This study demonstrated that maintenance of blood glucose in a liberal range after coronary artery bypass grafting led to similar outcomes compared with a strict target range and was superior in glucose control and target range management. On the basis of the results of this study, a target blood glucose range of 121 to 180 mg/dL is recommended for patients after coronary artery bypass grafting as advocated by the Society of Thoracic Surgeons.

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Available from: Linda L Henry, Oct 23, 2015
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    • "In a prospective randomized controlled study, Desai and colleagues [4] demonstrated that maintenance of blood glucose in a liberal range (121-180 mg/dl) after coronary artery bypass surgery led to similar outcomes compared with a strict target range (90-120 mg/dl) and was superior in glucose control and target range management . On the basis of the results of this study, a target blood glucose range of 121- 180 mg/dl was recommended for patients after coronary artery bypass surgery, as advocated by the Society of Thoracic Surgeons [2] [4]. Although we agree that the optimal range for glycaemic control in cardiac surgical patients is 120-180, we should all remember that the exact value for optimal glycaemic control is still unknown and the subject of numerous studies. "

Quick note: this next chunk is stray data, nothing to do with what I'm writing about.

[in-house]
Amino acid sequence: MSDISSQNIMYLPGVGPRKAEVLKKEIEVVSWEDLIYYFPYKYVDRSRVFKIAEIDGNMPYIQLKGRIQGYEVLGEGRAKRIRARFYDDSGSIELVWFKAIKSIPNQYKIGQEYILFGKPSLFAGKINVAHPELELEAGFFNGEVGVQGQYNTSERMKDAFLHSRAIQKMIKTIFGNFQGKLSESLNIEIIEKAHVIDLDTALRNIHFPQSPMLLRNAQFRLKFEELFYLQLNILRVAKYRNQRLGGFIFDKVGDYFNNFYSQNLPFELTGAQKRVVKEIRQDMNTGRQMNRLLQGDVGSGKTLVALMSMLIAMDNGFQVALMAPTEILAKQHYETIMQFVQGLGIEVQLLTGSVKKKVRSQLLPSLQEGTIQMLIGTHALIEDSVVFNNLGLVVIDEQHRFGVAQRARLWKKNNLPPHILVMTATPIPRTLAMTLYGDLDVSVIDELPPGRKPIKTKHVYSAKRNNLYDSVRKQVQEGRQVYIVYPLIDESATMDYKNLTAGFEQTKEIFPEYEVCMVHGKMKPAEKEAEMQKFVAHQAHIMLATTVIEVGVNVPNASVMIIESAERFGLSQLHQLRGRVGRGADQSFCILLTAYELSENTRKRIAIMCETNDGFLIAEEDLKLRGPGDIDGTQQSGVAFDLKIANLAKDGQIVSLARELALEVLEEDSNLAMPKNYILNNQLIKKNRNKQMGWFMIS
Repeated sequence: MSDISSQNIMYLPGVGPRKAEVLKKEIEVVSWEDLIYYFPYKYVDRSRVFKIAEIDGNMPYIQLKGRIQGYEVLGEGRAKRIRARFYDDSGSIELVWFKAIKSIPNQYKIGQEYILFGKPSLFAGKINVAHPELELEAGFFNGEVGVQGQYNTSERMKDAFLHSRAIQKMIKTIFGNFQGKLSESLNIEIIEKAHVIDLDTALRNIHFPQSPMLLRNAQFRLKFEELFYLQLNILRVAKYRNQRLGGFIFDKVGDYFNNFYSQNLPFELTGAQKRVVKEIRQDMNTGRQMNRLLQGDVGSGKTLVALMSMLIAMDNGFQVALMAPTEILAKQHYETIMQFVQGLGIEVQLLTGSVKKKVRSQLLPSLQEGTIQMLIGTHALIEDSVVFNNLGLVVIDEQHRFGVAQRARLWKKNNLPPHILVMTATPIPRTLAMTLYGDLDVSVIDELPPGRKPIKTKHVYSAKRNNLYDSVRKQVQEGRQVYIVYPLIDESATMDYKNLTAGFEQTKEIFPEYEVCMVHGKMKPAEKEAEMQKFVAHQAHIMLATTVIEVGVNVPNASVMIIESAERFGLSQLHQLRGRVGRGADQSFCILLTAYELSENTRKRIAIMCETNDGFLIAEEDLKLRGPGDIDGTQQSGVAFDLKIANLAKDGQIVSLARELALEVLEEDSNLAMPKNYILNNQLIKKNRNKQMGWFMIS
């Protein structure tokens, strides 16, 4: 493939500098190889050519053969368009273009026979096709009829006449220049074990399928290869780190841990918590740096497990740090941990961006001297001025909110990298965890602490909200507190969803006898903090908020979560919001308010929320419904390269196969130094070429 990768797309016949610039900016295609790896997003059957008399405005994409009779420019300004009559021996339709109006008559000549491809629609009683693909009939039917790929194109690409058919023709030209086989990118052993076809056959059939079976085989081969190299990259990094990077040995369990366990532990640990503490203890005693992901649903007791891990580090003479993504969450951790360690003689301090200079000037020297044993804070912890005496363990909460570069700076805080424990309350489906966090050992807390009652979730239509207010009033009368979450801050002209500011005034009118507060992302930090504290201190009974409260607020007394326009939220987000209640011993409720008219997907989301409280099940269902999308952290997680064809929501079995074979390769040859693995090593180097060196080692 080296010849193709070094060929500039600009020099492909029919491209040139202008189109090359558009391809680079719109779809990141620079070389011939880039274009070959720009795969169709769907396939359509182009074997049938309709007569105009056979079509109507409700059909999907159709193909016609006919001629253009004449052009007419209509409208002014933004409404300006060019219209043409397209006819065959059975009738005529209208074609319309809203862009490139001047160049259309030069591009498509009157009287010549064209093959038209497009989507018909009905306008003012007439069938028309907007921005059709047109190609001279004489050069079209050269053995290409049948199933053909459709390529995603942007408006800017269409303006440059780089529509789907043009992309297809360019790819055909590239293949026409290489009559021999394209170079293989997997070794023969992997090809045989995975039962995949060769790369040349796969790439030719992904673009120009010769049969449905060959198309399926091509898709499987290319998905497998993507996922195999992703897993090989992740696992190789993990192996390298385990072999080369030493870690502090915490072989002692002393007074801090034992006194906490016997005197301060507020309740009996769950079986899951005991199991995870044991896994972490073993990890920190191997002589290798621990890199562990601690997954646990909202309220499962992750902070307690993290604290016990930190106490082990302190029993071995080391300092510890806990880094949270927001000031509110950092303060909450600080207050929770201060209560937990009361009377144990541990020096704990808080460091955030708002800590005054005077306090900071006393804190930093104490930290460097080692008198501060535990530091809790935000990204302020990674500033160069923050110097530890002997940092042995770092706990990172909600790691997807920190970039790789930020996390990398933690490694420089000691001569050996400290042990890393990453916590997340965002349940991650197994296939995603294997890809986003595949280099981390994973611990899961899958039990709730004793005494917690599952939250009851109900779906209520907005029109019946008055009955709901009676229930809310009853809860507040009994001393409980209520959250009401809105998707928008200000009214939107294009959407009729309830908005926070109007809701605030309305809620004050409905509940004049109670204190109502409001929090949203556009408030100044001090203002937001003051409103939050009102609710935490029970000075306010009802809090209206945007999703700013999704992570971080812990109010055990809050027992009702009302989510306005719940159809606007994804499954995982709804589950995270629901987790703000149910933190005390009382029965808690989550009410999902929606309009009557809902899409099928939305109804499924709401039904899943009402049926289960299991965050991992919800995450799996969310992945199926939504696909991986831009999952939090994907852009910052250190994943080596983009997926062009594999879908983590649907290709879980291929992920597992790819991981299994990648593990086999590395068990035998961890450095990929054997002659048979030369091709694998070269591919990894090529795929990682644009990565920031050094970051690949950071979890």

Full-text · Article · Sep 2013 · Interactive Cardiovascular and Thoracic Surgery
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    • "Perioperative hyperglycaemia has been shown to be associated with adverse surgical outcomes in cardiac surgery patients [13,14]. Effective hyperglycaemic treatment is, therefore, of significant benefit in all patients after cardiac surgery [15]. Here, we present the results of a number of studies where protocol-directed insulin infusions improve perioperative hyperglycaemia in critical care. "